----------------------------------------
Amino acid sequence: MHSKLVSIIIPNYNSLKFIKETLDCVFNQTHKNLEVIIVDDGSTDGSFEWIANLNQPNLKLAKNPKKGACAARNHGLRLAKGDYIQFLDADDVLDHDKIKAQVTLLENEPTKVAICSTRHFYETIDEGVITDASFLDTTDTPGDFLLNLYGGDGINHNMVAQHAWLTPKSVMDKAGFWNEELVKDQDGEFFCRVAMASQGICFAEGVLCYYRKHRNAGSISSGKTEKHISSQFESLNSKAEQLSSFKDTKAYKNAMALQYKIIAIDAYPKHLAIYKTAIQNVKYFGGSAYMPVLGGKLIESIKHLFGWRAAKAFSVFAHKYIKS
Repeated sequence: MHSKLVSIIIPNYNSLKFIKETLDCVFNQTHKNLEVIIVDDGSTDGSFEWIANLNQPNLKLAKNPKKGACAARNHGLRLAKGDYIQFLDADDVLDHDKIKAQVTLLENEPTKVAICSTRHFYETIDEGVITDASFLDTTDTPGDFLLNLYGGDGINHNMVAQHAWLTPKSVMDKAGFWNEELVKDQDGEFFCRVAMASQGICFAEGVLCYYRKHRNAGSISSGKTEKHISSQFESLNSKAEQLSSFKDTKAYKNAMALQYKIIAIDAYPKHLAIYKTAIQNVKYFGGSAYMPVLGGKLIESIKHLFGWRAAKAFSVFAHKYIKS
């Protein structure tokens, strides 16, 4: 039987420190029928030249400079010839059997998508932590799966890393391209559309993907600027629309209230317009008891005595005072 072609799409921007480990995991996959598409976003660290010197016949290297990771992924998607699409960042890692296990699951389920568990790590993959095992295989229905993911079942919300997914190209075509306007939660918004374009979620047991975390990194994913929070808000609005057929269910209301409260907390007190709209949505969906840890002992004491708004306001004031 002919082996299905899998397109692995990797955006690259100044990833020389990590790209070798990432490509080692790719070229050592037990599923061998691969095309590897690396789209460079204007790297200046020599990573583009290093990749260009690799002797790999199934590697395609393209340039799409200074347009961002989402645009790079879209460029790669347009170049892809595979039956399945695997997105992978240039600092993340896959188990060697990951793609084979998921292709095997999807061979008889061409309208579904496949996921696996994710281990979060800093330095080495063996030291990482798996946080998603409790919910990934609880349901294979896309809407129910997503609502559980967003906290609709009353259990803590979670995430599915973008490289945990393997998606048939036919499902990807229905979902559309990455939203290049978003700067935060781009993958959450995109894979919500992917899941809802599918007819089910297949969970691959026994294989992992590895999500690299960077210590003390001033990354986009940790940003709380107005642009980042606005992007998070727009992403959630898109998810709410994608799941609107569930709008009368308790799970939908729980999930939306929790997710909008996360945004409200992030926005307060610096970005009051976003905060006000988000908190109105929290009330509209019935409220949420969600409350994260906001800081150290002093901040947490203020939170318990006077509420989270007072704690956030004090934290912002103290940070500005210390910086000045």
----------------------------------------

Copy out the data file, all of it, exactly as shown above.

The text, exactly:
Amino acid sequence: MHSKLVSIIIPNYNSLKFIKETLDCVFNQTHKNLEVIIVDDGSTDGSFEWIANLNQPNLKLAKNPKKGACAARNHGLRLAKGDYIQFLDADDVLDHDKIKAQVTLLENEPTKVAICSTRHFYETIDEGVITDASFLDTTDTPGDFLLNLYGGDGINHNMVAQHAWLTPKSVMDKAGFWNEELVKDQDGEFFCRVAMASQGICFAEGVLCYYRKHRNAGSISSGKTEKHISSQFESLNSKAEQLSSFKDTKAYKNAMALQYKIIAIDAYPKHLAIYKTAIQNVKYFGGSAYMPVLGGKLIESIKHLFGWRAAKAFSVFAHKYIKS
Repeated sequence: MHSKLVSIIIPNYNSLKFIKETLDCVFNQTHKNLEVIIVDDGSTDGSFEWIANLNQPNLKLAKNPKKGACAARNHGLRLAKGDYIQFLDADDVLDHDKIKAQVTLLENEPTKVAICSTRHFYETIDEGVITDASFLDTTDTPGDFLLNLYGGDGINHNMVAQHAWLTPKSVMDKAGFWNEELVKDQDGEFFCRVAMASQGICFAEGVLCYYRKHRNAGSISSGKTEKHISSQFESLNSKAEQLSSFKDTKAYKNAMALQYKIIAIDAYPKHLAIYKTAIQNVKYFGGSAYMPVLGGKLIESIKHLFGWRAAKAFSVFAHKYIKS
């Protein structure tokens, strides 16, 4: 039987420190029928030249400079010839059997998508932590799966890393391209559309993907600027629309209230317009008891005595005072 072609799409921007480990995991996959598409976003660290010197016949290297990771992924998607699409960042890692296990699951389920568990790590993959095992295989229905993911079942919300997914190209075509306007939660918004374009979620047991975390990194994913929070808000609005057929269910209301409260907390007190709209949505969906840890002992004491708004306001004031 002919082996299905899998397109692995990797955006690259100044990833020389990590790209070798990432490509080692790719070229050592037990599923061998691969095309590897690396789209460079204007790297200046020599990573583009290093990749260009690799002797790999199934590697395609393209340039799409200074347009961002989402645009790079879209460029790669347009170049892809595979039956399945695997997105992978240039600092993340896959188990060697990951793609084979998921292709095997999807061979008889061409309208579904496949996921696996994710281990979060800093330095080495063996030291990482798996946080998603409790919910990934609880349901294979896309809407129910997503609502559980967003906290609709009353259990803590979670995430599915973008490289945990393997998606048939036919499902990807229905979902559309990455939203290049978003700067935060781009993958959450995109894979919500992917899941809802599918007819089910297949969970691959026994294989992992590895999500690299960077210590003390001033990354986009940790940003709380107005642009980042606005992007998070727009992403959630898109998810709410994608799941609107569930709008009368308790799970939908729980999930939306929790997710909008996360945004409200992030926005307060610096970005009051976003905060006000988000908190109105929290009330509209019935409220949420969600409350994260906001800081150290002093901040947490203020939170318990006077509420989270007072704690956030004090934290912002103290940070500005210390910086000045």